The result?  A fascinating and beautiful array of perennial plants and wildflowers… and one of my favorite spots to spend a relaxing afternoon.

Anna Getty - Dreaming of a Green ChristmasThis holiday season, pick up her new book, I’m Dreaming of a Green Christmas, where Getty, organic living expert extraordinaire, helps families reduce their carbon footprint and save money without sacrificing style or tradition. In her book, Anna advises how to best choose a tree (real or fake?), mitigate the negative effects of necessary travel, recycle post-holiday, and more. She shares favorite holiday recipes for organic appetizers and homemade craft ideas such as pinecone wreaths and recycled sweater pillows. With inspiring photographs, extensive resources, and advice from the ‘Lazy Environmentalist’ Josh Dorfman, Seventh Generation’s Jeffrey Hollender, and other leading eco-experts, families might just find that these tips help them stay green all year long – the perfect New Year’s resolution!

Retails for $16.47

The Lost City of Z by David Grann

Red hairy chiggers that consume human flesh, cyanide-squirting millipedes, and the candiru, a translucent toothpick-like creature that burrows into the gills of a fish or human orifices like the vagina or penis, latches it’s spines and sucks out the blood of the victim until they perish…

This is the Amazon of the 1920’s and the Amazon you’ll find in David Grann’s new book, The Lost City of Z, chronicling the infamous tough-as-nails British explorer, Percy Fawcett, as he ventures with his son, Jack, and Jack’s best friend, Raleigh, to discover the famous (gold laden and lost) city of El Dorado. Grann’s well-documented tale takes you deep inside the jungle for a peek into the mind of this sometimes ruthless, always brave, explorer. The trio, in so many respects, takes you back to a bygone era when well-heeled gents at supper clubs thirsted for the high stakes of an Amazonian adventure. Not only do the characters look straight out of the movies, but the cinematic story reads like one as well (likely why Brad Pitt and Paramount have optioned the film rights). Just as his piercing blue eyes make their way into your own, so will Fawcett’s adventurous tale. It is one man’s ultimate quest to find, with tragic consequences… a fantasy.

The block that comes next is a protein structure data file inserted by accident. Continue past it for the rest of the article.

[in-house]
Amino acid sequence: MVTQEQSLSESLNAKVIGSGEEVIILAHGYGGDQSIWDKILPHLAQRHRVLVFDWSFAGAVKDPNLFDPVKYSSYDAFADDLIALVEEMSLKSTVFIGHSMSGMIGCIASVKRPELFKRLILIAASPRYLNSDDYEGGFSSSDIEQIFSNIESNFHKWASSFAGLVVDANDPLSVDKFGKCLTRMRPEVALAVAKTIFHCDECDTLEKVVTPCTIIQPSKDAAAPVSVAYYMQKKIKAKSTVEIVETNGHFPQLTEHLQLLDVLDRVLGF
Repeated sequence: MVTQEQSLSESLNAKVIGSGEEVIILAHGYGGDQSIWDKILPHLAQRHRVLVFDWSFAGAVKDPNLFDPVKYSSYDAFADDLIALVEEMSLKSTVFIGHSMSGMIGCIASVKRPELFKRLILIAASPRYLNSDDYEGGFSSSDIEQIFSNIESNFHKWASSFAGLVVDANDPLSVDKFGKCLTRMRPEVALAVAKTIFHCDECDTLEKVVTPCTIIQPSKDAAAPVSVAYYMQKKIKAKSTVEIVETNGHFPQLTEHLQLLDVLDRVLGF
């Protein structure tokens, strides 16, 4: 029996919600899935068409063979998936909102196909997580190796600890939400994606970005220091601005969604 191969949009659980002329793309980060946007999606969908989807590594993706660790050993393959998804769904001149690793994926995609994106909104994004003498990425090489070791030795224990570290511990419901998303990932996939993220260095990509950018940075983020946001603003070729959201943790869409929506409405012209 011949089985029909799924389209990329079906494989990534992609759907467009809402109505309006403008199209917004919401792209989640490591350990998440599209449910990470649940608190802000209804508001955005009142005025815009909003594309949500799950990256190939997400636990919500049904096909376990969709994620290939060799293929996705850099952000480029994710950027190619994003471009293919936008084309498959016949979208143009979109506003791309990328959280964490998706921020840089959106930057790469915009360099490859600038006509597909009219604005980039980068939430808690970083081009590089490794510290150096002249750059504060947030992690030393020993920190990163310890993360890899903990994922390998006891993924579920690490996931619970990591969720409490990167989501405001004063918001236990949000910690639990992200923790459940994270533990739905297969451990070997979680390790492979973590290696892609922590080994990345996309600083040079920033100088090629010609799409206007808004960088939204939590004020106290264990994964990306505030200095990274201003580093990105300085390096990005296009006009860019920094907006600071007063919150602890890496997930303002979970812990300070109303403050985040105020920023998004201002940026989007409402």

Grann deftly tells a real-life story from both a historical context and a personal one. The author himself ventured to the very place where many believe this fantastic civilization once existed. As I read his story, I found myself being bitten by vicious gnats and fearing the wrath of parasitic worms as the three men journeyed into the heart of one of the world’s most inhospitable regions.

Grann writes, “The cramped, dirty hold of the SS Panama was filled with ‘toughs, would be toughs, and leather faced old scoundrels,’ as Fawcett put it.” Flesh and carrion eating bees, an area so hot that fish were cooked alive in the waters… the countless explorers that died along the way. Whether Percy, Jack, and Raleigh became victims of the elements or the native Indians, one thing is certain: they never made it out alive.

I was so enamored with this impossible, painstaking journey that, instead of reading it quickly as I do with most tales, I found myself intentionally re-reading passages and flipping through the photos. Like my own travels to South America, El Dorado, as well as this tale, is like the love you can never have. It will keep you constantly wanting more.